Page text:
17th Apr2015

‘Steven Universe S02E06: Shirt Club’ Review

by Gretchen Felker-Martin

“Vote For My Dad.”

The stakes have never been lower, but Steven Universe thrives on the small stage.  The episode’s plot is simple: Steven and Buck Dewey make T-shirts together, then disagree about what said T-shirts are for.  It’s a light, sit-com-esque premise that leads into an earnest look at what growing up can take from us.  Nothing explodes, nobody fuses with anybody, and the B-plot is a running discussion about ownership of art and the incompatibility of art and capitalism.  Imagine an episode of Dragon Ball Z where Goku just repairs a shoe while arguing with Bulma about the value of the 24-hour news cycle.

The episode begins with Steven proudly showing the Gems his handmade poster advertising guitar lessons from Greg.  The Gems react with varying levels of tolerant interest, but down at the Big Donut the ever-hip Buck Dewey sees memetic potential right off the bat.  Buck convinces Steven to abandon posters and join him to print T-shirts on his father the mayor’s old campaign equipment.  In the process the two boys stumble over Buck’s childhood “Vote for My Dad” drawings, something Mayor Dewey remembers fondly but to which his son reacts with frustrated embarrassment. Mayor Dewey’s evolution from heartless robot to fumbling, uncool dad as he awkwardly pats Buck on the back and shouts Carter-era buzzwords like “Peace in the Middle East!” makes for a surprisingly affecting arc.


Mayor Dewey’s squareness is in conflict with his son’s age-bracket-appropriate irony, but Steven’s unabashed love for Greg represents a chance for Buck to revisit the purity of what he at Steven’s age felt for his own father.  So, like all good teenagers, Buck realizes this and sets about cynically attempting to sabotage it.  “You really love your dad,” he observes to Steven after insulting the younger child’s heartfelt but unskilled artwork.  “It’s funny.”  Buck takes Steven’s drawing and uses it to make Greg, or “Guitar Dad,” an object of ridicule.  It takes Steven a while to cotton on to what’s happening, and he and Buck spend a while firing T-shirts at passers-by from a rooftop hideout (bringing back in the process the “Buy T-shirt Cannons” T-shirt cannon, easily my favorite Steven Universe gag) before Buck admits what he’s doing.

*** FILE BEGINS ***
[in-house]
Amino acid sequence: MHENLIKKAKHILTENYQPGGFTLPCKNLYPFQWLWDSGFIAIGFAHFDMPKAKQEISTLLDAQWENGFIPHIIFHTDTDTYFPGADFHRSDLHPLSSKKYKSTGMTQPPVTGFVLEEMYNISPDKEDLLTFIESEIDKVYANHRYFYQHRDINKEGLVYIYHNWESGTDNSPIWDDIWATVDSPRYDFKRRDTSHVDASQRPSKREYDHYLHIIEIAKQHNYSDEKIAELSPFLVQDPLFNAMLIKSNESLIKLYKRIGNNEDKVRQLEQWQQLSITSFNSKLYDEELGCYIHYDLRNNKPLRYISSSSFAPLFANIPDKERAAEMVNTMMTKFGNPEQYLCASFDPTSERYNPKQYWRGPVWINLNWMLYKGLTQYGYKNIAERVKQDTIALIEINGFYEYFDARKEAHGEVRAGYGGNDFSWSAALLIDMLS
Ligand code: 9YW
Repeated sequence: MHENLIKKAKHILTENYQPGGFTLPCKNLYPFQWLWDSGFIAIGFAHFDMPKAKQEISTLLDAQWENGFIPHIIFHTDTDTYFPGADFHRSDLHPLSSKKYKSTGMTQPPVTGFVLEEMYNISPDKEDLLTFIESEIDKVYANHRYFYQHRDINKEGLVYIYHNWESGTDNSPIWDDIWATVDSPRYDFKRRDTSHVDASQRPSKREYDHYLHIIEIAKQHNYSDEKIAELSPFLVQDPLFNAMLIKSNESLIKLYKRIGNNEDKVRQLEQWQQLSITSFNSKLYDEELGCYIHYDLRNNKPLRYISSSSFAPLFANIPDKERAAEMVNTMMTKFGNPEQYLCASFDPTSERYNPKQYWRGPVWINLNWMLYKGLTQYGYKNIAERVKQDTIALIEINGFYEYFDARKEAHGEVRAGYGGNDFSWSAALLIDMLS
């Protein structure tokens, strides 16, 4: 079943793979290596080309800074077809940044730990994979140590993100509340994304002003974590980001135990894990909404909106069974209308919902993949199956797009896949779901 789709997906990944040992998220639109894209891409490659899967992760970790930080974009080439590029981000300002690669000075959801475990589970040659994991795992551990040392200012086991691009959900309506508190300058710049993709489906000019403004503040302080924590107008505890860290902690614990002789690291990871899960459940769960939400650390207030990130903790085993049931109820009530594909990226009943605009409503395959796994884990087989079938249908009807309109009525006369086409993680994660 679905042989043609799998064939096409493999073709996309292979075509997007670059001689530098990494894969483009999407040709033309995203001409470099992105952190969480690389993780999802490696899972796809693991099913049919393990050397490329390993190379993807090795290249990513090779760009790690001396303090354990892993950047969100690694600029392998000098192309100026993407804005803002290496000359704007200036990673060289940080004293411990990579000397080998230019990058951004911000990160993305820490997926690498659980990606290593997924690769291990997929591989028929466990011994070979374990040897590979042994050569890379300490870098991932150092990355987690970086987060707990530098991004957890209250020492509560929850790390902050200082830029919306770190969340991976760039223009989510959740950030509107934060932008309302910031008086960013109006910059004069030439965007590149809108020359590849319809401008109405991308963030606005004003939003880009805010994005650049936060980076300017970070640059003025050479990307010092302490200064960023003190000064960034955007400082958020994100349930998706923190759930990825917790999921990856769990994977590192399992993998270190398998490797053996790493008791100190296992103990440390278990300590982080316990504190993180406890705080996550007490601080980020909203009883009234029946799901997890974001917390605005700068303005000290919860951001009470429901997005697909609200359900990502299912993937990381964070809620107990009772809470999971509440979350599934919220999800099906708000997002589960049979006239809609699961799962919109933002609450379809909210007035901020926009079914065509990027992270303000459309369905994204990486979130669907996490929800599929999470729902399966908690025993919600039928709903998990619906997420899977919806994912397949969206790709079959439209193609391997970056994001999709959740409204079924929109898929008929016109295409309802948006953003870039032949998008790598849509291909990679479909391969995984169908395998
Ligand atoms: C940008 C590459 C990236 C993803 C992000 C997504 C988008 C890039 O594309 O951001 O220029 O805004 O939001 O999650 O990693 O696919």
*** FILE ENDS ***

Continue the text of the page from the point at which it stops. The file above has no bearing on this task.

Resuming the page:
The older kid tries to play off his cruel prank like performance art, arguing that it exists on its own merits and shouldn’t be questioned and the conflict between Buck’s adolescent cynicism and Steven’s youthful idealism plays out with corrosive realism.  We’ve all been the little kid trying to act cool around our older siblings and their friends, and conversely we’ve all wished our kid siblings and their obnoxious friends would stop being so damn chipper and blissfully ignorant all the time.  Buck, whether he realizes it or not, resents the apparent lack of complexity in Steven’s connection to Greg, but what he’s really taking aim at with his faux-avant guard jerkishness is the loss of his own innocent love for his dad.

Steven has been kind of a beloved sidekick to the Cool Kids on several of their adventures, and bringing conflict into that dynamic is a smart move that deepens and textures Steven’s and Buck’s relationship.  It’s helped by writer/storyboarder Lamar Abrams’ cool, nuanced voice work for Buck and his easy chemistry with Zach Callison’s Steven; the two sound like siblings and it adds weight to their falling out and to their reconciliation. It’s worth noting that the empty warehouse outside of town, a location Steven Universe uses often and to great effect, frames most of Buck’s interactions with Steven and is the site of some really stellar, understated artwork by Abrams and Hellen Jo.


The Gems are kind of out of focus again, but their two appearances are memorable for the sheer density of jokes crammed into each (they’re assembling IKEA furniture!) and for the fact that they never leave the couch in the beach house’s living room.  I like the idea that they sit in place and stare fixedly at nothing until Garnet senses trouble.  “Steven,” Pearl admonishes when Steven comes to the Gems for help, “this sounds like a very abstract problem.”  It is, and it’s hard to imagine another show that, rather than punishing Buck for his misdeeds or rubbing the harshness of reality and growing up in Steven’s face, would commit to exploring the value of the unaffected connection between a parent and a child.

Steven Universe posits that this form of connection holds value even later in life when cultural forces conspire to drive wedges between fathers and their sons.  There’s a refreshing lack of preachiness in the show’s defense of love, and when Buck sees his love for his father recreated in his childhood drawing he ultimately chooses to set cynicism aside.  I think the choice to frame the scene like something out of Leon: The Professional is a little weird, but the end result is heartfelt and the closing shot of Buck rocking a Guitar Dad shirt without a trace of irony feels earned.


That said, we now live in a universe where Steven Universe dropped an overt and extended reference to infamous sniper Charles Whitman and the clock tower shootings.


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